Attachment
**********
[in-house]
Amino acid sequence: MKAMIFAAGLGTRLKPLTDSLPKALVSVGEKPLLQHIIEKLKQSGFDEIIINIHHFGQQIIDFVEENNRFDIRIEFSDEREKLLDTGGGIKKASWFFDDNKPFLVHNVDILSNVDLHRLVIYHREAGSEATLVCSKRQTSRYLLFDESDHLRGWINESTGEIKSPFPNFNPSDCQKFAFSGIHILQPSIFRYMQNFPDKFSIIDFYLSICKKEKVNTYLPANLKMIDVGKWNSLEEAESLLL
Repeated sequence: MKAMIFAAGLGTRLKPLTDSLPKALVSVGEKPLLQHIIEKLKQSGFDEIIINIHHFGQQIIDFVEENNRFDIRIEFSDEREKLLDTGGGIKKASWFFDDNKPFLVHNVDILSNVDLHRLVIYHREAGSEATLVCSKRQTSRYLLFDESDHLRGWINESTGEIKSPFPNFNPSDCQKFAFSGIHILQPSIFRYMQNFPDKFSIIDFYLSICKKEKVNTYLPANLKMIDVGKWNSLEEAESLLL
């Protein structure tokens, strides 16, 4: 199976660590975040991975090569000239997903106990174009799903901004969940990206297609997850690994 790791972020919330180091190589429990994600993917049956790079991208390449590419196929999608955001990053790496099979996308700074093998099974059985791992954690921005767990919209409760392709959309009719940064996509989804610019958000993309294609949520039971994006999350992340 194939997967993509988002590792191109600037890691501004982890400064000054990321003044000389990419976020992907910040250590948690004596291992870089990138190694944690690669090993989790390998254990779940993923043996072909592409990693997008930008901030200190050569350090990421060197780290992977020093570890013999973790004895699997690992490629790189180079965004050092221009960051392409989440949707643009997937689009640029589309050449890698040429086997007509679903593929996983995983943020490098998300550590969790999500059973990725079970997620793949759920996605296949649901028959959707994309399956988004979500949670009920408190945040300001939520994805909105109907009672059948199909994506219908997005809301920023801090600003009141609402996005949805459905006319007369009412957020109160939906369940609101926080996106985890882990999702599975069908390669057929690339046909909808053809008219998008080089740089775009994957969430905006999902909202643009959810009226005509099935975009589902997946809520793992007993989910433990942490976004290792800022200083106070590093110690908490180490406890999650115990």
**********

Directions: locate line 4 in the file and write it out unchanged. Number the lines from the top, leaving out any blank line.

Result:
């Protein structure tokens, strides 16, 4: 199976660590975040991975090569000239997903106990174009799903901004969940990206297609997850690994 790791972020919330180091190589429990994600993917049956790079991208390449590419196929999608955001990053790496099979996308700074093998099974059985791992954690921005767990919209409760392709959309009719940064996509989804610019958000993309294609949520039971994006999350992340 194939997967993509988002590792191109600037890691501004982890400064000054990321003044000389990419976020992907910040250590948690004596291992870089990138190694944690690669090993989790390998254990779940993923043996072909592409990693997008930008901030200190050569350090990421060197780290992977020093570890013999973790004895699997690992490629790189180079965004050092221009960051392409989440949707643009997937689009640029589309050449890698040429086997007509679903593929996983995983943020490098998300550590969790999500059973990725079970997620793949759920996605296949649901028959959707994309399956988004979500949670009920408190945040300001939520994805909105109907009672059948199909994506219908997005809301920023801090600003009141609402996005949805459905006319007369009412957020109160939906369940609101926080996106985890882990999702599975069908390669057929690339046909909808053809008219998008080089740089775009994957969430905006999902909202643009959810009226005509099935975009589902997946809520793992007993989910433990942490976004290792800022200083106070590093110690908490180490406890999650115990």